The double-binary star system HD74438 was a peculiar find when it was discovered in 2017. Two pairs of very close-binary stars orbit each other in a rare quadruple system. This is already incredibly cool but astronomers believe there is more. Simulations suggest that these kinds of set-ups might lead to a specific and rare type of supernova.
One binary pair orbits each other every 20 days or so. The other every four days. Each pair orbit each other in about six years, making HD74438 the quadruple system with the shortest period. It's also the youngest, with an estimated age of 43 million years. But simulations published in Nature Astronomy look at the future of the system rather than the past.
The outer binary pair is changing the eccentricity of the inner one, making the orbit less like a circle and more oval. The simulations show that this effect might lead to one or more stellar collisions, and from there to white dwarfs going supernova.
"A star like our Sun will end its life as a small dense dead star known as a white dwarf, and the mass of white dwarfs cannot go above the so-called Chandrasekhar limit (about 1.4 times the mass of the sun)," co-author Associate Professor Karen Pollard from the University of Canterbury said in a statement.
"If it does, because of mass transfer or merger events, it can collapse and produce a thermonuclear supernova. Interestingly, 70% to 85% of all thermonuclear supernovae are now suspected to result from the explosion of white dwarfs with sub-Chandrasekhar masses. As a result of mass transfer or mergers, these white dwarf stars can explode as a thermonuclear supernova explosion."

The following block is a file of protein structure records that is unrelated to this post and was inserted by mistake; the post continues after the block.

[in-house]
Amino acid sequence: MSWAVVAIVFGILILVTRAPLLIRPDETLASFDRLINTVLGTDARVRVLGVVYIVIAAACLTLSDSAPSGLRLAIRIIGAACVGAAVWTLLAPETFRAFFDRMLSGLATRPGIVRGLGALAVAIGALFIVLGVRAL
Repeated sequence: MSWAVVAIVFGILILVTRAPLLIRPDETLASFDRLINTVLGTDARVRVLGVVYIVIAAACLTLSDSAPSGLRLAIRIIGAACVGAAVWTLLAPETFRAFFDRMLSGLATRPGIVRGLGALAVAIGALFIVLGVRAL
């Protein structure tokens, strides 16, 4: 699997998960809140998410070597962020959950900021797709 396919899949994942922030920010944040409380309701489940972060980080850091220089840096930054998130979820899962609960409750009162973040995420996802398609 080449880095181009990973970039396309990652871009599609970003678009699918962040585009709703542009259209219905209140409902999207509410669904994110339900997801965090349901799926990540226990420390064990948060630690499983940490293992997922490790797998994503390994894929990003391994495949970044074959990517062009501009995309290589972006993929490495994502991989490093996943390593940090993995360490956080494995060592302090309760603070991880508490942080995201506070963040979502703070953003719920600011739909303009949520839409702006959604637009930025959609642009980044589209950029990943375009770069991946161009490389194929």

Thermonuclear supernovae, also known as Type Ia (pronounced one-A) are very important for cosmological studies. They tend to explode with roughly the same luminosity, which makes them ideal standard candles. Given that the brightness of an object scales with its distance, if you know the actual luminosity of an event and compare it to the brightness you measure on Earth, you can work out how far away it is.
While they are an invaluable method for distance estimates, the limits of our understanding affect these measurements. And that’s why it's important to study these objects. But that's not all. Quadruple stars make up a few percentages of all multiple star systems, so if they are all doomed to turn into supernovae, they will play a role in forming a certain amount of the heavy elements in the universe.